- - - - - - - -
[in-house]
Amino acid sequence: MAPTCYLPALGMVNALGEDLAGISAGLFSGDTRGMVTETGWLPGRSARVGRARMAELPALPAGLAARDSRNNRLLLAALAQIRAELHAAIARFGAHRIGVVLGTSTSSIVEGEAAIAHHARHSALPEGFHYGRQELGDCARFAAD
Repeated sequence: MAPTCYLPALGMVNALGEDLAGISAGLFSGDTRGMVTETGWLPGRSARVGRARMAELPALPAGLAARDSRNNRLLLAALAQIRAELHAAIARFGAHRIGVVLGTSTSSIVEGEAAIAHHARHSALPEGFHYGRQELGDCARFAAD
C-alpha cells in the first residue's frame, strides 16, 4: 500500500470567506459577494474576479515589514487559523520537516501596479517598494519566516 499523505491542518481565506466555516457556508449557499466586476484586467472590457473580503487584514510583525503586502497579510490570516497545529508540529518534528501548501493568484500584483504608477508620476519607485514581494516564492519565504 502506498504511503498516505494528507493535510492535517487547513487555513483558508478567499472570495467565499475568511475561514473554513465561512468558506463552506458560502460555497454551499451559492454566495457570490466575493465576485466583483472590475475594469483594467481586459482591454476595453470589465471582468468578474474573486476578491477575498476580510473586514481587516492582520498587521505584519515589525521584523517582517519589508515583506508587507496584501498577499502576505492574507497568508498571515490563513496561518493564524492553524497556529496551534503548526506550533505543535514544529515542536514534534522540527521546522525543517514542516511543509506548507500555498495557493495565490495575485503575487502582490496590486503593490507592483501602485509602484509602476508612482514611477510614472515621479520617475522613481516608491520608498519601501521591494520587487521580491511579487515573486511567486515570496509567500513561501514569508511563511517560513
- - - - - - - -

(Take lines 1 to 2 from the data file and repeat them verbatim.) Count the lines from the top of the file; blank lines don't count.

[in-house]
Amino acid sequence: MAPTCYLPALGMVNALGEDLAGISAGLFSGDTRGMVTETGWLPGRSARVGRARMAELPALPAGLAARDSRNNRLLLAALAQIRAELHAAIARFGAHRIGVVLGTSTSSIVEGEAAIAHHARHSALPEGFHYGRQELGDCARFAAD